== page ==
Searching for an apartment can be overwhelming, and trying to find a nice place to call home while sticking to a budget can get tricky. Before you begin your search, consider these tips for determining how much your apartment will really cost you and how to find the best place without going broke:
Do Your Homework
Before you even begin your apartment search, make a list of everything you are looking for in an apartment. This way you’ll know what questions to ask the landlord while you’re checking the place out. The next assignment is researching your prospective area. Know the average rent prices so you know what to expect. You might find that the next town or neighborhood just a few minutes away has significantly lower rent.
Consider the Amenities
Many apartments offer amenities that could end up saving you money. For example, an on-site gym can save you hundreds per year on a pricey gym membership. A business center can save you the cost of paying for Internet, a printer, ink, and paper. Some apartment communities offer discounts at local businesses, free events for residents, and much more.
Know All of the Costs
While your apartment’s amenities may help you save, the extra costs can do some damage. First, know what utilities are included, if any. If they aren’t, ask your landlord what the average price is for a unit your size so you can determine what your monthly bill will be. Parking may also become an expense, especially if you’re moving to a large city.
Factor in Location
The location you choose for your apartment can severely affect your cost of living. For starters, how close are you to your job? If you are choosing to live further away, you’ll have to include the costs of gas and transportation. If that’s the case, you might choose an apartment near public transportation to save on commuting. How close are you to affordable activities and entertainment?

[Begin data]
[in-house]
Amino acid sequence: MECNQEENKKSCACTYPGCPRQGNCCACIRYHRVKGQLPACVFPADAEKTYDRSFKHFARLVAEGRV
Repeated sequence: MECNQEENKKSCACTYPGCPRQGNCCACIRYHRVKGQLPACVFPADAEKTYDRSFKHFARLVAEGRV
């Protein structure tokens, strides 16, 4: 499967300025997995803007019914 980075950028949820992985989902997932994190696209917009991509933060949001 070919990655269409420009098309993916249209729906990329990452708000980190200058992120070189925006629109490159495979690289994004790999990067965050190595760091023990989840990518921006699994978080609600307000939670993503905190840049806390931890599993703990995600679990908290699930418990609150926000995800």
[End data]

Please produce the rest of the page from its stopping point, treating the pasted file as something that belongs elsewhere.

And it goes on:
When I rented my first apartment, I opted for a second bedroom because I thought I’d really need the extra space. I soon realized that while it was great for occasional company, it was not worth the extra money each month. I much would have rather had a little smaller space but an extra $200 a month to save or go out and have fun around my area.
Look for a Deal
Before you sign the lease, look for a deal. Rental websites like Apartments.com and ApartmentGuide.com often offer move-in deals if you say you found that apartment through their website. They may waive your first month’s rent, give $100, or even throw in a new TV.
Compare many different apartments during your search to see what’s out there and to see what various places offer. While rent may be cheaper at one place, once you factor in these above issues, it may not be the best place after all. Be flexible, but also be sure you’re getting what you want so you’ll be happy in your new home.